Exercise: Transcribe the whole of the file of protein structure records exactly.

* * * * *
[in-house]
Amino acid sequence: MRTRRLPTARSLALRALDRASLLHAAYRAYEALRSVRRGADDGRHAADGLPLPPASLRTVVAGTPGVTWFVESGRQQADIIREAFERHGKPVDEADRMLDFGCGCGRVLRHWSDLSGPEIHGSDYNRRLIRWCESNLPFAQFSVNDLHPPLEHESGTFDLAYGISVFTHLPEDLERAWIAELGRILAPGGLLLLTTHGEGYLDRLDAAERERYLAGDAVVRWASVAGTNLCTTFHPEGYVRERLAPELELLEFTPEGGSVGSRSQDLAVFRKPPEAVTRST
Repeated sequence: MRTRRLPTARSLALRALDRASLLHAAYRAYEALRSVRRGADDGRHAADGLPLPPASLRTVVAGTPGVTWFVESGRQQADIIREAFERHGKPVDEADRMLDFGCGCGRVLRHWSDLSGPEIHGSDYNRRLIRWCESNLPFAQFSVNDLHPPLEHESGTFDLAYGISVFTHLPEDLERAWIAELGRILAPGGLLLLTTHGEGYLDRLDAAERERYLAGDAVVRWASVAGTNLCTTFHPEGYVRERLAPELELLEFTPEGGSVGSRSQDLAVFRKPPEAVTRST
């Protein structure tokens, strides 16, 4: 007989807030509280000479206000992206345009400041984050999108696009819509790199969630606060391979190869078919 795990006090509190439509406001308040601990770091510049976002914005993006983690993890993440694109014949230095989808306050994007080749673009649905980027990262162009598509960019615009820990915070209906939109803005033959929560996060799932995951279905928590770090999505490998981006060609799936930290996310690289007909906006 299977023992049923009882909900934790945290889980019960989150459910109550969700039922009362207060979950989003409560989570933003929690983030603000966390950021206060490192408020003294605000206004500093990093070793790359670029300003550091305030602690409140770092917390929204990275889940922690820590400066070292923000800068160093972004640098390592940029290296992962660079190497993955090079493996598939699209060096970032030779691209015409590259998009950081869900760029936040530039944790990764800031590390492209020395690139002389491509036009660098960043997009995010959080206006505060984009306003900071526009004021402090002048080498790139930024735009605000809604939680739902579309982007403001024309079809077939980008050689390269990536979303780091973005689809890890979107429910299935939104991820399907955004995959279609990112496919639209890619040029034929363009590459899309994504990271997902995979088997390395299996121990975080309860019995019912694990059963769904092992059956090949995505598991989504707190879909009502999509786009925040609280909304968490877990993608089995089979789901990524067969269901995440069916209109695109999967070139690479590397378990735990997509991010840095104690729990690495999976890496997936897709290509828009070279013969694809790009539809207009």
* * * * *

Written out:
[in-house]
Amino acid sequence: MRTRRLPTARSLALRALDRASLLHAAYRAYEALRSVRRGADDGRHAADGLPLPPASLRTVVAGTPGVTWFVESGRQQADIIREAFERHGKPVDEADRMLDFGCGCGRVLRHWSDLSGPEIHGSDYNRRLIRWCESNLPFAQFSVNDLHPPLEHESGTFDLAYGISVFTHLPEDLERAWIAELGRILAPGGLLLLTTHGEGYLDRLDAAERERYLAGDAVVRWASVAGTNLCTTFHPEGYVRERLAPELELLEFTPEGGSVGSRSQDLAVFRKPPEAVTRST
Repeated sequence: MRTRRLPTARSLALRALDRASLLHAAYRAYEALRSVRRGADDGRHAADGLPLPPASLRTVVAGTPGVTWFVESGRQQADIIREAFERHGKPVDEADRMLDFGCGCGRVLRHWSDLSGPEIHGSDYNRRLIRWCESNLPFAQFSVNDLHPPLEHESGTFDLAYGISVFTHLPEDLERAWIAELGRILAPGGLLLLTTHGEGYLDRLDAAERERYLAGDAVVRWASVAGTNLCTTFHPEGYVRERLAPELELLEFTPEGGSVGSRSQDLAVFRKPPEAVTRST
């Protein structure tokens, strides 16, 4: 007989807030509280000479206000992206345009400041984050999108696009819509790199969630606060391979190869078919 795990006090509190439509406001308040601990770091510049976002914005993006983690993890993440694109014949230095989808306050994007080749673009649905980027990262162009598509960019615009820990915070209906939109803005033959929560996060799932995951279905928590770090999505490998981006060609799936930290996310690289007909906006 299977023992049923009882909900934790945290889980019960989150459910109550969700039922009362207060979950989003409560989570933003929690983030603000966390950021206060490192408020003294605000206004500093990093070793790359670029300003550091305030602690409140770092917390929204990275889940922690820590400066070292923000800068160093972004640098390592940029290296992962660079190497993955090079493996598939699209060096970032030779691209015409590259998009950081869900760029936040530039944790990764800031590390492209020395690139002389491509036009660098960043997009995010959080206006505060984009306003900071526009004021402090002048080498790139930024735009605000809604939680739902579309982007403001024309079809077939980008050689390269990536979303780091973005689809890890979107429910299935939104991820399907955004995959279609990112496919639209890619040029034929363009590459899309994504990271997902995979088997390395299996121990975080309860019995019912694990059963769904092992059956090949995505598991989504707190879909009502999509786009925040609280909304968490877990993608089995089979789901990524067969269901995440069916209109695109999967070139690479590397378990735990997509991010840095104690729990690495999976890496997936897709290509828009070279013969694809790009539809207009």